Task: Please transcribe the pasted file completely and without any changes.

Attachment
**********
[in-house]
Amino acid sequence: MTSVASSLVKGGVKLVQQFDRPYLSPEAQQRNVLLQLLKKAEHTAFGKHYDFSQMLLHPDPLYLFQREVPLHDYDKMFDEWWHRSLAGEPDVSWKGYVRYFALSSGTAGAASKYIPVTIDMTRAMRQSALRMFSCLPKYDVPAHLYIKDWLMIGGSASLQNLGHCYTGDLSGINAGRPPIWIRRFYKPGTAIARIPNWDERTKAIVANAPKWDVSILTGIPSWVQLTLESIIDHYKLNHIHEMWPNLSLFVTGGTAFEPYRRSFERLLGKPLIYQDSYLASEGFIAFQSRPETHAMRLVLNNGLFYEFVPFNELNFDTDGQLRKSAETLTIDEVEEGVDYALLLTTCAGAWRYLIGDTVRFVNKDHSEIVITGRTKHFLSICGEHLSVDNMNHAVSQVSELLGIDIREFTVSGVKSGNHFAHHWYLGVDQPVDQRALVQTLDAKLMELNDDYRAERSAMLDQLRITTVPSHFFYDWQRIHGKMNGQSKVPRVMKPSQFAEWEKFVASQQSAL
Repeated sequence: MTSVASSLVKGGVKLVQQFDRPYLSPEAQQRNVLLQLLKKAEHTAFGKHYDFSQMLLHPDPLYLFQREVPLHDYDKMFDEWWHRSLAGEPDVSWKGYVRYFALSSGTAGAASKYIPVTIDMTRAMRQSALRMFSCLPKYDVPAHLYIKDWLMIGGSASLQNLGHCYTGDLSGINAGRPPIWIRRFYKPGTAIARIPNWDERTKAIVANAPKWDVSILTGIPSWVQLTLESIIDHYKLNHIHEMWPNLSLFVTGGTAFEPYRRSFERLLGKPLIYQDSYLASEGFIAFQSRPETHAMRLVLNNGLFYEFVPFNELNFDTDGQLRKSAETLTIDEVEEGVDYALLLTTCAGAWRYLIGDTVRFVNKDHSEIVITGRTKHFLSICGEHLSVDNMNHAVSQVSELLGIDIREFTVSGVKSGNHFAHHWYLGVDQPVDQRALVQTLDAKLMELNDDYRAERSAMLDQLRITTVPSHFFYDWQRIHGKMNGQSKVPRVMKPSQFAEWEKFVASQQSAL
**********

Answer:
[in-house]
Amino acid sequence: MTSVASSLVKGGVKLVQQFDRPYLSPEAQQRNVLLQLLKKAEHTAFGKHYDFSQMLLHPDPLYLFQREVPLHDYDKMFDEWWHRSLAGEPDVSWKGYVRYFALSSGTAGAASKYIPVTIDMTRAMRQSALRMFSCLPKYDVPAHLYIKDWLMIGGSASLQNLGHCYTGDLSGINAGRPPIWIRRFYKPGTAIARIPNWDERTKAIVANAPKWDVSILTGIPSWVQLTLESIIDHYKLNHIHEMWPNLSLFVTGGTAFEPYRRSFERLLGKPLIYQDSYLASEGFIAFQSRPETHAMRLVLNNGLFYEFVPFNELNFDTDGQLRKSAETLTIDEVEEGVDYALLLTTCAGAWRYLIGDTVRFVNKDHSEIVITGRTKHFLSICGEHLSVDNMNHAVSQVSELLGIDIREFTVSGVKSGNHFAHHWYLGVDQPVDQRALVQTLDAKLMELNDDYRAERSAMLDQLRITTVPSHFFYDWQRIHGKMNGQSKVPRVMKPSQFAEWEKFVASQQSAL
Repeated sequence: MTSVASSLVKGGVKLVQQFDRPYLSPEAQQRNVLLQLLKKAEHTAFGKHYDFSQMLLHPDPLYLFQREVPLHDYDKMFDEWWHRSLAGEPDVSWKGYVRYFALSSGTAGAASKYIPVTIDMTRAMRQSALRMFSCLPKYDVPAHLYIKDWLMIGGSASLQNLGHCYTGDLSGINAGRPPIWIRRFYKPGTAIARIPNWDERTKAIVANAPKWDVSILTGIPSWVQLTLESIIDHYKLNHIHEMWPNLSLFVTGGTAFEPYRRSFERLLGKPLIYQDSYLASEGFIAFQSRPETHAMRLVLNNGLFYEFVPFNELNFDTDGQLRKSAETLTIDEVEEGVDYALLLTTCAGAWRYLIGDTVRFVNKDHSEIVITGRTKHFLSICGEHLSVDNMNHAVSQVSELLGIDIREFTVSGVKSGNHFAHHWYLGVDQPVDQRALVQTLDAKLMELNDDYRAERSAMLDQLRITTVPSHFFYDWQRIHGKMNGQSKVPRVMKPSQFAEWEKFVASQQSAL